Column Editor: Donna Jacobs (Retired, Medical University of South Carolina, Charleston, SC 29425)
There is a nice chill in the evening air. The sun is rising just a bit later and setting just a bit earlier. Those long days of summer are once again behind us. Fall is just around the corner. Time for that last summer read; it’s going to be a journey through the library stacks.
Reading works by a playwright is something I’ve never done. I contemplated this challenge while I perused the stacks at the main branch of the Charleston County Library, my Nobel Laureate list in hand. The stacks are fewer as the book world moves to a digital format thus my journey to the “Os” and the works of Eugene O’Neill is a short one.
The Nobel Prize was awarded to Eugene O’Neill in 1936 “for the power, honesty, and deep-felt emotions of his dramatic works, which embody an original concept of tragedy.” The choice of Long Day’s Journey into Night was an obvious one. Written between 1941-1942 and published in 1956, it is considered his major work. The treat is the discovery of Selected Letters of Eugene O’Neill edited by Travis Bogard and Jackson R. Bryer. This large volume was divided into eight parts: “Beginnings, 1901-1906; Apprenticeship, 1917-1920; Certainties, 1920-1926; Carlotta, 1926-1928; Voyager, 1928-1931; Laureate, 1931-1936; Heights, 1936-1945; and Ending, 1945-1952.” Letters from the time O’Neill won the Nobel Prize — what an opportunity for a peek behind the curtain into the very personal world of a laureate.
The small paperback version of Long Day’s Journey into Night that I checked out details the copyright as an unpublished work in 1955 by his wife Carlotta Monterey O’Neill; first publication in February 1956; copyright renewed by Yale University 1984; corrected edition copyright by Yale University 1989; Harold Bloom’s Forward copyright 1987; first published as a Yale Nota Bene book 2002. In 1989, the play was in its sixty-first printing.
To review, I was hesitant about reading a play. But it didn’t take me long before I was lost in the journey of that day which began in the living room of the Tyrones’ summer home in 1912. In one afternoon I quickly advanced through the four acts and came to midnight. A fluid and natural read, albeit a dramatic one, of a family in turmoil. Addiction, illness, frugality, and irresponsibility are all presented with brutal honesty and brilliant dialogue in this autobiographical play. The reader becomes a voyeur to a family in crisis and can’t step away.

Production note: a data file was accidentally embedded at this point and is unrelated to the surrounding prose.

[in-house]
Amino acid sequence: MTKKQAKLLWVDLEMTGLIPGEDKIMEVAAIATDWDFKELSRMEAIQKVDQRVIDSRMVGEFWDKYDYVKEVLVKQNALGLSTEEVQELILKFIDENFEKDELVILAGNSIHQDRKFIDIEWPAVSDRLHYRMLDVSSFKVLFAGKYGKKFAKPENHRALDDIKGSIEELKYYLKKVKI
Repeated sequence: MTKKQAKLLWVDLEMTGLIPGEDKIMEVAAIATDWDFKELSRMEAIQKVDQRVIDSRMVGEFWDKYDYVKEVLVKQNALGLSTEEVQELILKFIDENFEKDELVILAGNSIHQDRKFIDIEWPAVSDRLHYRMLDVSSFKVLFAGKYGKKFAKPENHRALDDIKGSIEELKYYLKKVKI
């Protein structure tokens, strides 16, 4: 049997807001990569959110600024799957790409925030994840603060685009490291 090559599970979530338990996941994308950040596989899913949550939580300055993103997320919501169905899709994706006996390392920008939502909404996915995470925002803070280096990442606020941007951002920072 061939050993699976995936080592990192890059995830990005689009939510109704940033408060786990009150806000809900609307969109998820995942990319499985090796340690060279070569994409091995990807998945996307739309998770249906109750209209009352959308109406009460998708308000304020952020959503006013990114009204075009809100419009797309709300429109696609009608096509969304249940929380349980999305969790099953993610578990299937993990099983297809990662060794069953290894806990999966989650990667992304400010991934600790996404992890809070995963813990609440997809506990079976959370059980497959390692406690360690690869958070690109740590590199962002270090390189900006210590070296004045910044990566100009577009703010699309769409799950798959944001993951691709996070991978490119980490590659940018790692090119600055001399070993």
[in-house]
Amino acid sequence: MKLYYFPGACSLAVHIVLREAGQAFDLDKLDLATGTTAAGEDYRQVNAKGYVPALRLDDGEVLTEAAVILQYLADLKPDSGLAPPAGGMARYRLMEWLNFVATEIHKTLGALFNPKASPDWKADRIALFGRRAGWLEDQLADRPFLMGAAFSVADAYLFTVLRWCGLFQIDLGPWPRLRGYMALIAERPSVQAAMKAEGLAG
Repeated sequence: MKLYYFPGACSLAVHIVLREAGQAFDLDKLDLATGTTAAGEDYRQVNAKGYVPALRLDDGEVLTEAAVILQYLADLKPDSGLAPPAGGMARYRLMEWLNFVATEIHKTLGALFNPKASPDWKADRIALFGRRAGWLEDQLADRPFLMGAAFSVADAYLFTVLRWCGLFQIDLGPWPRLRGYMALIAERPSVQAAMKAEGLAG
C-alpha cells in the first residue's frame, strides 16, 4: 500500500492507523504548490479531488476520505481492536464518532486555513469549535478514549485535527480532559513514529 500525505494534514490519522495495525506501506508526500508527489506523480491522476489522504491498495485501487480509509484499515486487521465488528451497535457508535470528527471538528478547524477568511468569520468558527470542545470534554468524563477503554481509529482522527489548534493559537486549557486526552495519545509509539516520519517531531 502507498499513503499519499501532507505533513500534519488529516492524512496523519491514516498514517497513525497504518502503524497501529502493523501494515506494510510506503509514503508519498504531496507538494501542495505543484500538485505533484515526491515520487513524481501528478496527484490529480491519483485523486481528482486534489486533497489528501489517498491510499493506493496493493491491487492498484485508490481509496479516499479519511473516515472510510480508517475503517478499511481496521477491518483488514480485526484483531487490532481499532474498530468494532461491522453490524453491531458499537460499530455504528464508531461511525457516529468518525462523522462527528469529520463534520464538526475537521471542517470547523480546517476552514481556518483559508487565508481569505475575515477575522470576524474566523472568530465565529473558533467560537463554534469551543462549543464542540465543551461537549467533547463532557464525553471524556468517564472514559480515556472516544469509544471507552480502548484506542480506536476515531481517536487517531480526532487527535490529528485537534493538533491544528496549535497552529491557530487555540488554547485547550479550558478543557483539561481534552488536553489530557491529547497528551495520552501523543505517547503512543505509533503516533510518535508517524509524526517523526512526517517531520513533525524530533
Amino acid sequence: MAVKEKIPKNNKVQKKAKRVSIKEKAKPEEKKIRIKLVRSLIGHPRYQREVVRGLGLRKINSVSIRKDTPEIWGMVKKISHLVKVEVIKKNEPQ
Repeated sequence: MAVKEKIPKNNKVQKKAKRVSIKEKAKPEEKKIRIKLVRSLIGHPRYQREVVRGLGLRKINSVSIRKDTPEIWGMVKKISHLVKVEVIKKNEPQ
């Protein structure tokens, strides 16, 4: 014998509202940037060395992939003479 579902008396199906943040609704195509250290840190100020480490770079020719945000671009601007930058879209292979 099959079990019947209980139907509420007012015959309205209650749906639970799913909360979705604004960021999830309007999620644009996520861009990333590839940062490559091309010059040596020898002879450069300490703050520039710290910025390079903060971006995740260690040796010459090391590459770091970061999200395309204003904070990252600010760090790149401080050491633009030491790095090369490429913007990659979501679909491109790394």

Dialogue was O’Neill’s strong suit and his affection and ability for writing dialogue is self described in a letter dated January 20, 1935 penned while at his home: Casa Genotta, Sea Island, Georgia. O’Neill had written a tribute to Professor George Pierce Baker that appeared in the New York Times seven days after Baker’s death. Baker’s wife must have written a note of appreciation to which O’Neill responded:
“Dear Mrs. Baker: Your kind letter took a great load off my mind. Ever since I sent that to the Times’, I’ve been laboring under a guilty feeling that it was unforgivably inadequate. I did try hard to make it a message of my very deep feeling of gratitude and sadness, and emphasize the greatest gift one human being can give another — the courage to believe in his work and go on — a gift which Mr. Baker gave to me, as he did to so many others. What I will always remember first about him is not the teacher but the man, the charm of his personality, his ability just by being himself to convey faith to you, and understanding sympathy, and friendship. Many men can teach but only a fine, rare few can be in themselves an education in faith for others! But I am a clumsy writer indeed when it comes to anything but dialogue, and I was afraid my word had bungled expressing any of this. However, now that I know you found worth in what I wrote, that’s all I care about.
Again, my deepest sympathy — and, always, all good wishes to you. Cordially yours, Eugene O’Neill”
For 1936, there are eleven letters included in the chapter entitled “Laureate, 1931-1936” for the reader’s enjoyment. Six of them reference the Nobel Prize. There are references to hectic days, “dodging the radio and newsreel baloney,” delight in hearing from old friends, and enjoying congratulatory notes. One letter is to James E. Brown, Jr., the third secretary of the American embassy in Stockholm, Sweden that includes the speech he prepared: “Enclosed you will find the speech you suggested. I have never been a guest of honor, or made a speech in my life, and I’ve only written about two of them before this, but I hope this one is adequate.” O’Neill did not attend the award ceremony.
Long Day’s Journey into Night premiered in Sweden in February 1956, opened on Broadway in November 1956, and won a Tony Award for best play. The script was a gift: “For Carlotta, on our 12th Wedding Anniversary. Dearest: I give you the original script of this play of old sorrow, written in tears and blood. A sadly inappropriate gift, it would seem, for a day celebrating happiness. But you will understand. I mean it as a tribute to your love and tenderness which gave me the faith in love that enabled me to face my dead at last and write this play — write it with deep pity and understanding and forgiveness for all the four haunted Tyrones. These twelve years, Beloved One, have been a Journey into Light — into love. You know my gratitude. And my love! Gene. Tao House. July 22, 1941.”